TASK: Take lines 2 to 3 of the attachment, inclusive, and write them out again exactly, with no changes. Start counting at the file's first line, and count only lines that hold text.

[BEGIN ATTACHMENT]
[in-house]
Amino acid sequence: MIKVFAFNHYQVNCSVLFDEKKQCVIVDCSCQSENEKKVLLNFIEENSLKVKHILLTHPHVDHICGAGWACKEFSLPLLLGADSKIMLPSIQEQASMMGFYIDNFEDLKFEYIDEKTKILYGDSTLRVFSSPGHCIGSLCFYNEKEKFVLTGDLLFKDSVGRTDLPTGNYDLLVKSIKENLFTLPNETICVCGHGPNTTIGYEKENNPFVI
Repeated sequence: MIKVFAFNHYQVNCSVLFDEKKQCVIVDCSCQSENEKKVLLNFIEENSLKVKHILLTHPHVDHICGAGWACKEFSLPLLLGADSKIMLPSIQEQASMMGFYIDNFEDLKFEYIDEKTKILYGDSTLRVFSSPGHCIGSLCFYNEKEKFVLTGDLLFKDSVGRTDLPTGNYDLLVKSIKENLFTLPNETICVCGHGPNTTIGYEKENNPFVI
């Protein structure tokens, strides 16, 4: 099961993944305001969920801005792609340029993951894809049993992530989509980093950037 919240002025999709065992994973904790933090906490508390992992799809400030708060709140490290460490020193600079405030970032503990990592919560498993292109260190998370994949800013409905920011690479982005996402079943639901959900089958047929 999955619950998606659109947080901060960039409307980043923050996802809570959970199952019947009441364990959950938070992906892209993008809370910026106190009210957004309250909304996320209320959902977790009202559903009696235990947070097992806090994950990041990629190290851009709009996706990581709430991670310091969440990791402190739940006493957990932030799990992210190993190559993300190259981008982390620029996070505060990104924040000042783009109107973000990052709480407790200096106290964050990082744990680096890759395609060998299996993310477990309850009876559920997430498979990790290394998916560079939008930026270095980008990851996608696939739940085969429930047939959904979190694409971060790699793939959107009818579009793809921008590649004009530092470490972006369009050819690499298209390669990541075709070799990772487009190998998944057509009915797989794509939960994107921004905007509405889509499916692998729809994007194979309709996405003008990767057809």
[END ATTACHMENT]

Amino acid sequence: MIKVFAFNHYQVNCSVLFDEKKQCVIVDCSCQSENEKKVLLNFIEENSLKVKHILLTHPHVDHICGAGWACKEFSLPLLLGADSKIMLPSIQEQASMMGFYIDNFEDLKFEYIDEKTKILYGDSTLRVFSSPGHCIGSLCFYNEKEKFVLTGDLLFKDSVGRTDLPTGNYDLLVKSIKENLFTLPNETICVCGHGPNTTIGYEKENNPFVI
Repeated sequence: MIKVFAFNHYQVNCSVLFDEKKQCVIVDCSCQSENEKKVLLNFIEENSLKVKHILLTHPHVDHICGAGWACKEFSLPLLLGADSKIMLPSIQEQASMMGFYIDNFEDLKFEYIDEKTKILYGDSTLRVFSSPGHCIGSLCFYNEKEKFVLTGDLLFKDSVGRTDLPTGNYDLLVKSIKENLFTLPNETICVCGHGPNTTIGYEKENNPFVI